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Current Research Studies: Traumatic Brain Injury (TBI)
In addition to research done through the Traumatic Brain Injury (TBI) Model System of Care, the Department of Rehabilitation Medicine is currently conducting the following TBI studies:
Treatment for Social Competence in Military Veterans, Service Members and Civilians with Traumatic Brain Injury. This study is a multisite, randomized, controlled trial of a group intervention to improve social competence in survivors of mild and moderate traumatic brain injury (TBI).
This study is no longer seeking volunteers.
Researchers at the Department of Rehabilitation Medicine at the University of Washington are conducting a research study to learn more about post traumatic headaches (PTH) after Mild Traumatic Brain Injury (MTBI). Accurate knowledge of the natural history of headache after mild TBI is essential for accurate diagnosis, clinical management, and future investigations of headache intervention in persons with MTBI.
Patients who have been admitted to Harborview Medical Center with a MTBI are recruited for the study and if eligible complete an in person interview within one week of their injury. Subjects will then complete 3 telephone interviews at 3 months, 6 months, and 1 year after their injury. Compensation for completion of the interviews is provided.
For more information please contact the principal investigator, Dr. Jeanne Hoffman.
This study is investigating treatment of post-traumatic headache after mild traumatic brain injury (concussion). Participants will need to have experienced a headache after their recent concussion. There are several parts to this study, which include in person study visits, daily headache questions, and weekly telephone calls.
After completing a baseline interview, participants will be randomly put into one of two groups. Group 1 will begin study medication right away, and Group 2 will wait 30 days to possibly begin medication. The study medication is called, Amitriptyline, and is a FDA approved medication for treating symptoms of depression and for the prevention of migraine headaches.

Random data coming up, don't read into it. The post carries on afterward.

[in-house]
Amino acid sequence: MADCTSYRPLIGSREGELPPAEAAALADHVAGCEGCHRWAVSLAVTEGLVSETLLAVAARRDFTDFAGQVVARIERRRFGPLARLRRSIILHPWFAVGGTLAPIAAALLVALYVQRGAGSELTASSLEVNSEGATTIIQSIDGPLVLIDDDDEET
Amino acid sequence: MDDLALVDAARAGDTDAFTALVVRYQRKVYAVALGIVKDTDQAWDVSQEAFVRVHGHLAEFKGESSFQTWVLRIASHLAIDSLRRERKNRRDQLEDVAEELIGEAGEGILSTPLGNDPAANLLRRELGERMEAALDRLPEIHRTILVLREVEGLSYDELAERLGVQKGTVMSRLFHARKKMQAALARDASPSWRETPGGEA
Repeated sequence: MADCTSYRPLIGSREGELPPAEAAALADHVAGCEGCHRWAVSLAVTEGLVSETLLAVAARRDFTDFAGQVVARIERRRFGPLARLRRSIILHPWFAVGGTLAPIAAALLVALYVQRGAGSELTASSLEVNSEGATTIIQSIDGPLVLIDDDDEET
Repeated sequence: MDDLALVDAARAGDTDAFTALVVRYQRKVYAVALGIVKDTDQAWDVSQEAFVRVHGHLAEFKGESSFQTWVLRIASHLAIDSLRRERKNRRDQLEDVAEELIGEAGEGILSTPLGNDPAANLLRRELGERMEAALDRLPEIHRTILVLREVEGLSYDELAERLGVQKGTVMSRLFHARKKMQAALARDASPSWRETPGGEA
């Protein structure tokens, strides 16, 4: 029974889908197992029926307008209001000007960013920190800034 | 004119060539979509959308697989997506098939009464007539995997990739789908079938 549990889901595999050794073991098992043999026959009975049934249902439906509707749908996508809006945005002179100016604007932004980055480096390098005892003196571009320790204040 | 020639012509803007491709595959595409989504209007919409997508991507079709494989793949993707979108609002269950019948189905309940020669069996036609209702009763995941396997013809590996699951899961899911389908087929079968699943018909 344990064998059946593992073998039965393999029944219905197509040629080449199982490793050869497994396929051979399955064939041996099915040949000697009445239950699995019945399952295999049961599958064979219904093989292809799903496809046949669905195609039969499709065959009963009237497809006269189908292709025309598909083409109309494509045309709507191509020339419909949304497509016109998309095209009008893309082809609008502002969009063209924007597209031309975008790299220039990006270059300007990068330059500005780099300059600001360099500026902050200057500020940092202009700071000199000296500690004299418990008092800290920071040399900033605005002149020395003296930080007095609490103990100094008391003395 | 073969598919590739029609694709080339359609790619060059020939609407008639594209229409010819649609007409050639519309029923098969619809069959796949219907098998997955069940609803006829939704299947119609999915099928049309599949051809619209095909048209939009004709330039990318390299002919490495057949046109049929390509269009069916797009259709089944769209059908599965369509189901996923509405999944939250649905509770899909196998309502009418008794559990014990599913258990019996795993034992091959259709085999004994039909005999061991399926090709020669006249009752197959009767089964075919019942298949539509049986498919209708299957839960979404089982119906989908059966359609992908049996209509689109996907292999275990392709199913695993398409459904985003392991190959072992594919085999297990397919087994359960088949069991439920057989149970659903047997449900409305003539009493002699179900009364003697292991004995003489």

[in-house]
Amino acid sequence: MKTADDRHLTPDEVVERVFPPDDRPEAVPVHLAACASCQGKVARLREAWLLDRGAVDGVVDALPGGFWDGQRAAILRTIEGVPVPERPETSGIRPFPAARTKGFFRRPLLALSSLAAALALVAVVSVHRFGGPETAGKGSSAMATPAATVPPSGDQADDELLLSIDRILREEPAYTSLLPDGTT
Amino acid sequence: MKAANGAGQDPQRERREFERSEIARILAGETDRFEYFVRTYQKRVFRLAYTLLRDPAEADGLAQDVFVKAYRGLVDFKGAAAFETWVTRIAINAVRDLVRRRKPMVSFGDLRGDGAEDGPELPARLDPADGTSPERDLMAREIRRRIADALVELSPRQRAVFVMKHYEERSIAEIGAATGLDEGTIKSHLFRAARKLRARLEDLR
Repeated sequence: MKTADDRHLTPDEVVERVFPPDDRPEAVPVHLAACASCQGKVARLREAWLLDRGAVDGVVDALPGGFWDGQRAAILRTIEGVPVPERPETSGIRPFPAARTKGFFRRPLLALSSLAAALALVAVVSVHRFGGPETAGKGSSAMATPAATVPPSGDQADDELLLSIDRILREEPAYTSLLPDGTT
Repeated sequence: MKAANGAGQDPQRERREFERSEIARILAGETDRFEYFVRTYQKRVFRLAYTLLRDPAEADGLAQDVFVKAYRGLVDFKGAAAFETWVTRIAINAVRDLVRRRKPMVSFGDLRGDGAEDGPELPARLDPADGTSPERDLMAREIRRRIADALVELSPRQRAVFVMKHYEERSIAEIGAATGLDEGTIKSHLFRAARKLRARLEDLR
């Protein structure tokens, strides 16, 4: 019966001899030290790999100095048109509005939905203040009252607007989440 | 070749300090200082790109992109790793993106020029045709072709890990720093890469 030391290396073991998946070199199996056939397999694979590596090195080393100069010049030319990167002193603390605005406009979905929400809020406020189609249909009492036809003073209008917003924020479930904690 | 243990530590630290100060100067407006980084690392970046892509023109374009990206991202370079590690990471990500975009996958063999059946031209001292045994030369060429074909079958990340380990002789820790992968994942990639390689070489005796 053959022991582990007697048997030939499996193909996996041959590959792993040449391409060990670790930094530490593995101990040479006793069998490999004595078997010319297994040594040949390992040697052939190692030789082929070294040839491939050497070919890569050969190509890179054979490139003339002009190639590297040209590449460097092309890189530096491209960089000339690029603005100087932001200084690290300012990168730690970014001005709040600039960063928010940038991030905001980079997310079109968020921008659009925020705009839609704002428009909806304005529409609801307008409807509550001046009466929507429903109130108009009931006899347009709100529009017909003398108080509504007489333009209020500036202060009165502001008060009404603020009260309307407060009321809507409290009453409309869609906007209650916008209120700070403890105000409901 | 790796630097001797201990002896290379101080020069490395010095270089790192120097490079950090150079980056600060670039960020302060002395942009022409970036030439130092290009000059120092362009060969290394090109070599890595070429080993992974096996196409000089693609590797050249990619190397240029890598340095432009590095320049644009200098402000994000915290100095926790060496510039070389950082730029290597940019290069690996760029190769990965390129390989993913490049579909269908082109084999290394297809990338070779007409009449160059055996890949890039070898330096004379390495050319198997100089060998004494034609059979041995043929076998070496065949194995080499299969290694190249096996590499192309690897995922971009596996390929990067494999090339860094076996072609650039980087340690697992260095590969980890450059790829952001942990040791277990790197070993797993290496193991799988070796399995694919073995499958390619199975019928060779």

For more information, or to find out about participating in the study, please see Studies Seeking Volunteers, or contact:
The TWIST Study will be investigating how people experience their headaches and whether treatment with Sumatriptan (also known by the brand name, Imitrex™) is effective in treating post-traumatic headache pain in people who have had a mild (with adequate documentation), moderate and severe TBI. Since 1991, Sumatriptan has been FDA approved and can be prescribed to treat migraine headache in the general population; so Sumatriptan itself is not new, but using it in the TBI population is new.
The mechanism of post-traumatic headache (PTH) is not well understood. PTH may come in many forms, often including tension-type pain and intermittent migraine-like attacks. Once post-traumatic headaches occurs, the cycle of ongoing headaches can be more complicated and difficult to treat. However, if treatment is started early, posttraumatic headache may not become a permanent problem. Because we want to see if the medication will work early after injury, enrollment for this study will take place between 3—24 months after brain injury and is for people who are having between 4-15 headaches per month. Participants in this project will track their headaches using a headache diary (daily questions about activities and headache characteristics).
For more information about participating in the study, please see Studies Seeking Volunteers, or contact:
Featured Research Articles
View the latest research articles on Traumatic Brain Injury written by faculty from the Department of Rehabilitation Medicine.
Volunteer to Participate in our Research Studies
The Department of Rehabilitation Medicine is looking for volunteers to participate in research studies on Multiple Sclerosis & Pain Management, and Traumatic Brain Injury.
Mark Harrast, MD
In his role as the Medical Co-Director for the Seattle Marathon, Mark Harrast, MD combines his love of endurance running with his passion for rehabilitation medicine. Read more...
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